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TIME is running out for millions of people on the coronavirus job furlough scheme as well as businesses that face going to the wall when government support is axed at the end of October, Labour warned today.
Shadow chancellor Anneliese Dodds used her keynote speech to Labour’s online conference to attack Chancellor Rishi Sunak for “allowing the clock to run down on the four million people on furlough” who could soon be at risk of redundancy.
She said: “He’s doing exactly the same for the millions of businesses that have needed a helping hand to survive these last few months.
“From March next year, repayments will start for the loan schemes set up to help businesses through the crisis. But, on the current trend, our economy won’t be anything like back to normal by then.
“Without effective government action, many companies will go to the wall, with more job losses and more costs for the public finances.
“That is why I am calling today for the Chancellor to act urgently and put in place a business rebuilding programme.”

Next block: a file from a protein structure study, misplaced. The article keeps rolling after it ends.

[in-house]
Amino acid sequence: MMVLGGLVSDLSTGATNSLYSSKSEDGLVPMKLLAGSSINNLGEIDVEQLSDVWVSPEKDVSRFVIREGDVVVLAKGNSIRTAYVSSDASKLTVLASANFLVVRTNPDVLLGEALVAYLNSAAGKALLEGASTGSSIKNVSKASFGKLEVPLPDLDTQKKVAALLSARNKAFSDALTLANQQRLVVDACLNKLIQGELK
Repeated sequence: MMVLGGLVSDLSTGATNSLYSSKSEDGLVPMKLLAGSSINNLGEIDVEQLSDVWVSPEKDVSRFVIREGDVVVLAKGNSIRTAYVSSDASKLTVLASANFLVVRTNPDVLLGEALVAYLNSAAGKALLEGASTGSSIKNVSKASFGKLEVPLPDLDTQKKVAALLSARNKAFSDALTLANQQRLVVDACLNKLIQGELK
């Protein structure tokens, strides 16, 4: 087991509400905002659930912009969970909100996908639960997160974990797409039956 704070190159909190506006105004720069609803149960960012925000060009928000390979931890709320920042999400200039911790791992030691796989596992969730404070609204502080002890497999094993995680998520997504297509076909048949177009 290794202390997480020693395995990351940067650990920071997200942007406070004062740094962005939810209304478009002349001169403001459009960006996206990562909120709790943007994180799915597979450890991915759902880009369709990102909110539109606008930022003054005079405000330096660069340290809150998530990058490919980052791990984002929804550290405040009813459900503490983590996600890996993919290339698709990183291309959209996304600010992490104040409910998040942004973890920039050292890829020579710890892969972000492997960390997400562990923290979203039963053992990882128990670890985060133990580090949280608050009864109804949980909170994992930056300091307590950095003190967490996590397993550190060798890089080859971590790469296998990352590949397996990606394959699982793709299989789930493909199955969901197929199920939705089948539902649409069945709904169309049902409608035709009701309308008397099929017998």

Ms Dodds said it must be a targeted scheme to prevent more large sums of public money from being squandered by the government’s “financial mismanagement.”
It was revealed ahead of her speech that the government has doled out some £3.9 billion for ineffective schemes and equipment in the name of beating coronavirus.
Ms Dodds also warned that the government is returning to using “language of restraint” when talking about the economy by threatening post-pandemic tax hikes and deep spending cuts long before the next election.
She said: “We all know what that means from the mouth of a Conservative chancellor — more jobs lost in places that can least afford them — with local councils being hung out to dry and forced to cut thousands of staff.
“Attacking the very communities the Conservatives said they would protect. And taking place at a time when our government should be focused relentlessly on jobs, jobs, jobs.
“Threatening to hike taxes now, just so they can cut them before the next election.
“To make even deeper spending cuts, in the hope people will have forgotten by the time they go to the polls.
“It doesn’t have to be this way. Workers and businesses should expect more, much more from those in power.”
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